It was a relief, says Tanya Tungilik, to face the man her late father says sexually abused him.
“I was able to see the monster himself,” she told a crowded news conference at the Lyon Press Club Thursday. “I looked evil in the eye.”
Steve Mapsalak, another member of the Nunavut Inuit delegation to France, said it was healing to meet the man he said sexually abused him as a pre-teen.
“I will be returning to Canada a little bit lighter,” he told reporters and politicians attending the event.
The delegation is here Sept. 12 to 15 to lobby for the extradition of 91-year-old Joannes Rivoire, who was a missionary in Nunavut from 1963 to 1993.
It alleges the Oblate sexually abused Inuit children during his time in the northern territory. He left Nunavut in 1993 before police charged him with five counts of indecently assaulting four Inuit children.
Rivoire denies the allegations.
The first person to lodge a criminal complaint against Rivoire was Tanya’s father, Marius Tungilik.
“I told him no matter when he would die, he would go to hell,” Tanya said of her one-on-one with Rivoire a day earlier after he surprised the delegation by agreeing to meet Wednesday.
“Then I walked out. I ran out. I didn’t want to hear what he had to say.”
Tanya said she met the Oblate face to face because her father died before he could do it.
“I did it for him…,” she explained, “I did it for Inuit. For the other survivors out there.”
The delegation is sponsored by Nunavut Tungavik Inc. (NTI), which lobbies for the rights of Nunavut Inuit.
There is no statute of limitations on sex crimes in Canada, so NTI is encouraging more alleged victims of Rivoire to make a complaint to the RCMP in Nunavut. NTI feels Rivoire must face justice in Nunavut where Inuit can testify in their own language.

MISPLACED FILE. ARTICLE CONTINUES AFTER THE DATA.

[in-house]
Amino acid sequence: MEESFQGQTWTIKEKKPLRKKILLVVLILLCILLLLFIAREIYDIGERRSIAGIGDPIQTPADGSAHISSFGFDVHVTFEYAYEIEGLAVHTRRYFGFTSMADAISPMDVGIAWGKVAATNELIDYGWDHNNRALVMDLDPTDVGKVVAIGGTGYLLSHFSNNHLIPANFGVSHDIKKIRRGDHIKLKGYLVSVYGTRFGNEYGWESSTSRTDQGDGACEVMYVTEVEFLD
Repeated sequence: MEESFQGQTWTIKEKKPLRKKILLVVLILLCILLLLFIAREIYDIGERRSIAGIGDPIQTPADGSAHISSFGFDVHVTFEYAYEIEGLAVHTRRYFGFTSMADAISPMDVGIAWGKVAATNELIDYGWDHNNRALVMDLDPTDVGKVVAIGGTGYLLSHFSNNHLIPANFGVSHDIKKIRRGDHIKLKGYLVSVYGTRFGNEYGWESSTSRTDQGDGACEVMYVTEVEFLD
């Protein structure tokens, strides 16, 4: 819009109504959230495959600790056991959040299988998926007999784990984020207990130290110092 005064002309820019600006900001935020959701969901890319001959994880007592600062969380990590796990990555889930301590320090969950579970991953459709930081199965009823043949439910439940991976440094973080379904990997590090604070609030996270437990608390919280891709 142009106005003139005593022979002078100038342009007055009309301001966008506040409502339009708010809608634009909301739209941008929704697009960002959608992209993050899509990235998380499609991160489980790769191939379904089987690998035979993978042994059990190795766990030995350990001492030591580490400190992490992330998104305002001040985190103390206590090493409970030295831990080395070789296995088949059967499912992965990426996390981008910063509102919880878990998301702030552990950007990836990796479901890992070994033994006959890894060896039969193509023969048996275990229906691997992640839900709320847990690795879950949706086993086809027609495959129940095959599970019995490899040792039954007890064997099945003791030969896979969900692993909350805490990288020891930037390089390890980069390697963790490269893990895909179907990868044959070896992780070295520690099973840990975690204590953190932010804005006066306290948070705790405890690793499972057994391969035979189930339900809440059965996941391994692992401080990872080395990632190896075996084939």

“He is alleged to have raped six-year-old Inuit children and his trial should be in Canada in Inuktitut,” said Kilikvak Kabloona, CEO of NTI, in a separate interview. “All of his known victims speak Inuktitut, our majority language.”
Kabloona said there is still a chance to have Rivoire tried in France.
“There is a small window of opportunity of one year for anyone in…Nunavut, who was under the age of 18 in 1993 when Rivoire left, to come forward to share their story,” she said.
“And that would allow the French government to try him in France.”
Kabloona explained the French statute of limitations is 30 years after a [victim] turns 18 for serious offences. And Rivoire left Nunavut in 1993 after serving as a church priest in three Arctic communities.
“This is a unique case; he has dual citizenship, he is a Canadian,” she added.
Also, Kabloona said NTI hasn’t given up on Rivoire being extradited to Canada.
The Inuit advocacy group has hired Lyon lawyer Nadia Debbache to investigate how to get Rivoire into a courtroom on either side of the Atlantic Ocean.
The five criminal charges against him were stayed by prosecutors in 2017. A new charge of indecent assault was laid in February 2022 after an Inuk woman alleged Rivoire abused her between 1974 and 1979.
Rivoire denies that accusation as well.